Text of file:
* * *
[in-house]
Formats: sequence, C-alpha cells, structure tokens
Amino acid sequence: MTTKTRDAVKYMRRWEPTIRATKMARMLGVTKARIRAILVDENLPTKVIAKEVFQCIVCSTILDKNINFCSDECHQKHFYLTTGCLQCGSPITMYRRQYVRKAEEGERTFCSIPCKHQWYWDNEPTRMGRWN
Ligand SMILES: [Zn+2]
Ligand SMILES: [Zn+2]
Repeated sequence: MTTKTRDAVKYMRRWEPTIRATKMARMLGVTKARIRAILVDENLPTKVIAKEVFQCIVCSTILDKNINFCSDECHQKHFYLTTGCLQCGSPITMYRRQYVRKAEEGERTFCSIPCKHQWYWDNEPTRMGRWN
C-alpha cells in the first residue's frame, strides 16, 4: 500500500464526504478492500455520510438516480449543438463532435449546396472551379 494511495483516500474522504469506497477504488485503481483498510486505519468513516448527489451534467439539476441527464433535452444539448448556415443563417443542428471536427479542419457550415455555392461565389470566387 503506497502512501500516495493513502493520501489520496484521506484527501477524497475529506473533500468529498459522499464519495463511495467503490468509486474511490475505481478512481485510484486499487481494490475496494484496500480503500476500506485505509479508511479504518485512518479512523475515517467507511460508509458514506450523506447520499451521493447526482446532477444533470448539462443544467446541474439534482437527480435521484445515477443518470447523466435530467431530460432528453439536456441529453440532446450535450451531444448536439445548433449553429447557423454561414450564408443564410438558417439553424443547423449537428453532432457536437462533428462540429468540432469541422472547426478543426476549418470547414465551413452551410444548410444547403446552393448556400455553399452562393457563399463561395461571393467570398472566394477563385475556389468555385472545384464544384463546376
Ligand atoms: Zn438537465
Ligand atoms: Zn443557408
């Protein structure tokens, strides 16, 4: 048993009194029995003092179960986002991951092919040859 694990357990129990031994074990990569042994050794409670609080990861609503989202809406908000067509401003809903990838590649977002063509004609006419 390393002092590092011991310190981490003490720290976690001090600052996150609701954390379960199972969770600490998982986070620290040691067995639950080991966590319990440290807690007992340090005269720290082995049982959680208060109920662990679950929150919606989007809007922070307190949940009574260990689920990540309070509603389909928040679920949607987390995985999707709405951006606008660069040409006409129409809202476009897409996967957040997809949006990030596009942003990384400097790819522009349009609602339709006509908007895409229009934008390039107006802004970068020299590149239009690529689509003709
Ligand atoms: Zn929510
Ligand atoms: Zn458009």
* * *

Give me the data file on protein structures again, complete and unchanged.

[in-house]
Formats: sequence, C-alpha cells, structure tokens
Amino acid sequence: MTTKTRDAVKYMRRWEPTIRATKMARMLGVTKARIRAILVDENLPTKVIAKEVFQCIVCSTILDKNINFCSDECHQKHFYLTTGCLQCGSPITMYRRQYVRKAEEGERTFCSIPCKHQWYWDNEPTRMGRWN
Ligand SMILES: [Zn+2]
Ligand SMILES: [Zn+2]
Repeated sequence: MTTKTRDAVKYMRRWEPTIRATKMARMLGVTKARIRAILVDENLPTKVIAKEVFQCIVCSTILDKNINFCSDECHQKHFYLTTGCLQCGSPITMYRRQYVRKAEEGERTFCSIPCKHQWYWDNEPTRMGRWN
C-alpha cells in the first residue's frame, strides 16, 4: 500500500464526504478492500455520510438516480449543438463532435449546396472551379 494511495483516500474522504469506497477504488485503481483498510486505519468513516448527489451534467439539476441527464433535452444539448448556415443563417443542428471536427479542419457550415455555392461565389470566387 503506497502512501500516495493513502493520501489520496484521506484527501477524497475529506473533500468529498459522499464519495463511495467503490468509486474511490475505481478512481485510484486499487481494490475496494484496500480503500476500506485505509479508511479504518485512518479512523475515517467507511460508509458514506450523506447520499451521493447526482446532477444533470448539462443544467446541474439534482437527480435521484445515477443518470447523466435530467431530460432528453439536456441529453440532446450535450451531444448536439445548433449553429447557423454561414450564408443564410438558417439553424443547423449537428453532432457536437462533428462540429468540432469541422472547426478543426476549418470547414465551413452551410444548410444547403446552393448556400455553399452562393457563399463561395461571393467570398472566394477563385475556389468555385472545384464544384463546376
Ligand atoms: Zn438537465
Ligand atoms: Zn443557408
């Protein structure tokens, strides 16, 4: 048993009194029995003092179960986002991951092919040859 694990357990129990031994074990990569042994050794409670609080990861609503989202809406908000067509401003809903990838590649977002063509004609006419 390393002092590092011991310190981490003490720290976690001090600052996150609701954390379960199972969770600490998982986070620290040691067995639950080991966590319990440290807690007992340090005269720290082995049982959680208060109920662990679950929150919606989007809007922070307190949940009574260990689920990540309070509603389909928040679920949607987390995985999707709405951006606008660069040409006409129409809202476009897409996967957040997809949006990030596009942003990384400097790819522009349009609602339709006509908007895409229009934008390039107006802004970068020299590149239009690529689509003709
Ligand atoms: Zn929510
Ligand atoms: Zn458009």